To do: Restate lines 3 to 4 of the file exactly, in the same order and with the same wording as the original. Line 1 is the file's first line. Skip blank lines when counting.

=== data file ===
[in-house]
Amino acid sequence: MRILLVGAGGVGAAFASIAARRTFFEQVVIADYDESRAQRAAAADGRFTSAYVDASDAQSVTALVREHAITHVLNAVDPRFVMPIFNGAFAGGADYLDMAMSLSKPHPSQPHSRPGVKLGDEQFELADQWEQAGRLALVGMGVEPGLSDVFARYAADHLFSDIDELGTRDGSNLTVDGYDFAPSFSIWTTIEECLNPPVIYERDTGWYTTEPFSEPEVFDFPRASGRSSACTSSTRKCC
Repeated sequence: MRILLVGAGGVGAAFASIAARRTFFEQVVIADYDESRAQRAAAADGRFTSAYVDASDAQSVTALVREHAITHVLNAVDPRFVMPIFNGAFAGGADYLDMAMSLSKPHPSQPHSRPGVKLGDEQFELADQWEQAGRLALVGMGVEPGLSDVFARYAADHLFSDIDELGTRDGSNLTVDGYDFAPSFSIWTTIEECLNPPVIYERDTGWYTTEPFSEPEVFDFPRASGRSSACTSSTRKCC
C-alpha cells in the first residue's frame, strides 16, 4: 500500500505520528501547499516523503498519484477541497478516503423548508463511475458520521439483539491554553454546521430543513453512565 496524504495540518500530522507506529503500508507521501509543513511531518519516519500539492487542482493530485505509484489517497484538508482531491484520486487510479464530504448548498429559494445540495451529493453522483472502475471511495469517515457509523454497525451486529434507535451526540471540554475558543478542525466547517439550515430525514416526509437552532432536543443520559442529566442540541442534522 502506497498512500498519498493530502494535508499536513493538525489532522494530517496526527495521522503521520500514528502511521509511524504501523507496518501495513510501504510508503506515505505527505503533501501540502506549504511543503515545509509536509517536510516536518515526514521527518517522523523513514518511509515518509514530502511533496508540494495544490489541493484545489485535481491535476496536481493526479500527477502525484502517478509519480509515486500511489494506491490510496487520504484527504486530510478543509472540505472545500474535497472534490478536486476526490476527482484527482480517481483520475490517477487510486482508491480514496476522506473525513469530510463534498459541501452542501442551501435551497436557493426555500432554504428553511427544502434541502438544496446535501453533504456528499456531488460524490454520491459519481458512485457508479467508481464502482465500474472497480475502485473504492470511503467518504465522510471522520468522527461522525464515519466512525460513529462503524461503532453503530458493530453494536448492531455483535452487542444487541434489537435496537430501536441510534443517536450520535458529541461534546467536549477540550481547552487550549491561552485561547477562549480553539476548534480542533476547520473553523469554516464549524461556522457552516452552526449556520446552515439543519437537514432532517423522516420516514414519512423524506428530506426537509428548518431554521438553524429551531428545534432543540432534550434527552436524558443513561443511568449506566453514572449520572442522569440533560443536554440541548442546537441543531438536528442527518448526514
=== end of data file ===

Repeated sequence: MRILLVGAGGVGAAFASIAARRTFFEQVVIADYDESRAQRAAAADGRFTSAYVDASDAQSVTALVREHAITHVLNAVDPRFVMPIFNGAFAGGADYLDMAMSLSKPHPSQPHSRPGVKLGDEQFELADQWEQAGRLALVGMGVEPGLSDVFARYAADHLFSDIDELGTRDGSNLTVDGYDFAPSFSIWTTIEECLNPPVIYERDTGWYTTEPFSEPEVFDFPRASGRSSACTSSTRKCC
C-alpha cells in the first residue's frame, strides 16, 4: 500500500505520528501547499516523503498519484477541497478516503423548508463511475458520521439483539491554553454546521430543513453512565 496524504495540518500530522507506529503500508507521501509543513511531518519516519500539492487542482493530485505509484489517497484538508482531491484520486487510479464530504448548498429559494445540495451529493453522483472502475471511495469517515457509523454497525451486529434507535451526540471540554475558543478542525466547517439550515430525514416526509437552532432536543443520559442529566442540541442534522 502506497498512500498519498493530502494535508499536513493538525489532522494530517496526527495521522503521520500514528502511521509511524504501523507496518501495513510501504510508503506515505505527505503533501501540502506549504511543503515545509509536509517536510516536518515526514521527518517522523523513514518511509515518509514530502511533496508540494495544490489541493484545489485535481491535476496536481493526479500527477502525484502517478509519480509515486500511489494506491490510496487520504484527504486530510478543509472540505472545500474535497472534490478536486476526490476527482484527482480517481483520475490517477487510486482508491480514496476522506473525513469530510463534498459541501452542501442551501435551497436557493426555500432554504428553511427544502434541502438544496446535501453533504456528499456531488460524490454520491459519481458512485457508479467508481464502482465500474472497480475502485473504492470511503467518504465522510471522520468522527461522525464515519466512525460513529462503524461503532453503530458493530453494536448492531455483535452487542444487541434489537435496537430501536441510534443517536450520535458529541461534546467536549477540550481547552487550549491561552485561547477562549480553539476548534480542533476547520473553523469554516464549524461556522457552516452552526449556520446552515439543519437537514432532517423522516420516514414519512423524506428530506426537509428548518431554521438553524429551531428545534432543540432534550434527552436524558443513561443511568449506566453514572449520572442522569440533560443536554440541548442546537441543531438536528442527518448526514